Tuesday, November 27, 2007

Daryle Lambert - Red, Yellow, Blue, Green, and Rainbow

These aren't Christmas colors, but if you commit these colors to memory, you might find a large present in your Christmas stocking. I'm talking about Spatterware. This is a soft paste dinnerware that originated in the late eighteenth century. While Spatterware is still being produced today, the early pieces were made in the Staffordshire district of England. And wouldn't you know it, colors can count when you are buying Antique Spatterware. In this instance, it can mean the difference between a few hundred dollars and thousands upon thousands.

Often, you will find these pieces decorated with flowers or rainbow patterns. Usually, he more colors a piece has the more valuable it will be. Sometimes there will be animals on it. The name "spatterware" comes from the effect that looks as if the paint was spattered on the piece.

My first introduction to Spatterware was at a farm auction in southern Indiana. At farm sales in the South, everything that is to be sold that day is brought outside and displayed on tables or wagons for the customer to examine. As I was meandering among the tables full of small offerings, I came to a wagon loaded to the top with dinnerware. Nothing looked very interesting to me, but I did take notice of some pieces that had, what looked like, painted flowers on them with spattered paint surrounding the flowers.

I thought if I could pick up a few pieces of this dinnerware, perhaps a tea pot or a couple of cups and saucers for a few dollars, I would use them as decoration in my house. As the auctioneer got closer to the wagon, I noticed people shoving in, trying to get closer to where the auctioneer was standing. "What can this be all about," I thought to myself.

When the auctioneer held up the teapot and began to chant, "Do I have one hundred?" I thought he had lost his mind. And then he kept on chanting. "Yes, I have one hundred, do I have two? I will take your bid at at five hundred, do I hear six? Yes, how about one thousand, yes I hear three, yes I do have four thousand. By this time, I was looking around to see if they could possibly be selling the house. But,no, it was just the teapot. And it finished at over $5,000.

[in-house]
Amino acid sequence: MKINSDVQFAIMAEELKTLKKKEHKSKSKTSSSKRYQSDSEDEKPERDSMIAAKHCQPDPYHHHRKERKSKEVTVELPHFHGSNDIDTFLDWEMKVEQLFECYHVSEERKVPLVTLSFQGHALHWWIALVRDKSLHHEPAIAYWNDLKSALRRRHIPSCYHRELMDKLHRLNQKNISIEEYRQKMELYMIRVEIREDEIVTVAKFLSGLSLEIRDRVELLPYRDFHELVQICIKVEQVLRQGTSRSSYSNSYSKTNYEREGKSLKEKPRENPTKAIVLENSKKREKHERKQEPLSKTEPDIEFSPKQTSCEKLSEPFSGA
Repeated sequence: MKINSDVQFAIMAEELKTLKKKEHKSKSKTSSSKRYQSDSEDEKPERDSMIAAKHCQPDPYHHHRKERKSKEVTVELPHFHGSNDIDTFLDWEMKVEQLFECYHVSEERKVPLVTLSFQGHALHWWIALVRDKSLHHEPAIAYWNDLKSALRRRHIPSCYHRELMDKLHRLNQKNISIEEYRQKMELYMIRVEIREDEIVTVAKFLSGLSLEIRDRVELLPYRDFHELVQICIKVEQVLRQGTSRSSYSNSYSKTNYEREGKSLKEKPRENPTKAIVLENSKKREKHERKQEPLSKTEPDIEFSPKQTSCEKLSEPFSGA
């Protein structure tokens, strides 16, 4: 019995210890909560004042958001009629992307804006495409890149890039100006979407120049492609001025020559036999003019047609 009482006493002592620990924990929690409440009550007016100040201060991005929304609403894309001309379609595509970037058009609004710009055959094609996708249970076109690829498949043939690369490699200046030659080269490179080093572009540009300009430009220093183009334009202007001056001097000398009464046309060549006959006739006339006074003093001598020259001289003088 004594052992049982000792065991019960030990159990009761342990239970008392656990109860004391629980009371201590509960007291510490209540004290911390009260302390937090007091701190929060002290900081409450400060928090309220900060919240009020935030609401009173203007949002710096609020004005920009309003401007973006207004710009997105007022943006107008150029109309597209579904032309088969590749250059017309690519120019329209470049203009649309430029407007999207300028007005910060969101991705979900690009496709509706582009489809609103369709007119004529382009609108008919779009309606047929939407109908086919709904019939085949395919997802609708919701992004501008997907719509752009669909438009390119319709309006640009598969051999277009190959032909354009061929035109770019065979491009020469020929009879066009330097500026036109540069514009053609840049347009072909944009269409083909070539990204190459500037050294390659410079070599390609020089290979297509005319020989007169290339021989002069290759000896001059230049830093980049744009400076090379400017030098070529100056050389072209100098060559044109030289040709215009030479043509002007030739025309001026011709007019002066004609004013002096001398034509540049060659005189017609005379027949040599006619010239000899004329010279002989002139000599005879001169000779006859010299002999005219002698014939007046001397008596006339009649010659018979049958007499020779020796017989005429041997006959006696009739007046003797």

You betcha, from that day on this southern boy started to look for this funny looking dinnerware with its strange looking hand painted flowers. In fact just this week in the Maine Antique Digest, I saw a creamer, just three and one half inches tall, that sold at Pook and Pook Auction for $7,605. Imagine that!

And, there are pieces selling for much higher than that. Wondering about today's picture? This plate sold through Conestoga Auction Company, setting a new world record for Spatterware. You might want to be sitting down for this one, though. That plate sold for a whopping $37,400. I linked it to the auction house page because it's so unbelievable. But, who knows what prompts someone to make a purchase like that. It just might have completed an entire set they picked up for an extremely reasonable price making this buy, all worthwhile.

Be sure to find some books that give examples of the old patterns. Then, if you run across this older Spatterware you can say, "Make my day." You see, most people will be like I was, thinking that you should be able to buy these pieces for a few dollars. Are they in for a shock.

Be sure to visit our web site for more information about how you can join the 31 Club Wealth Building and start your own race to your millions! Read more about it here!"The Guy in the Red Tie" --- Daryle Lambert

If you haven't yet had a chance to see what we've got listed in the 31 Gallery & Marketplace, click on over and take a look. You might even find a real bargain. We've got many high quality items priced reasonably. If you have a high quality piece you'd like us to find a buyer for, why not consign your piece to us. No high fees when you sell with us. Just contact us here.

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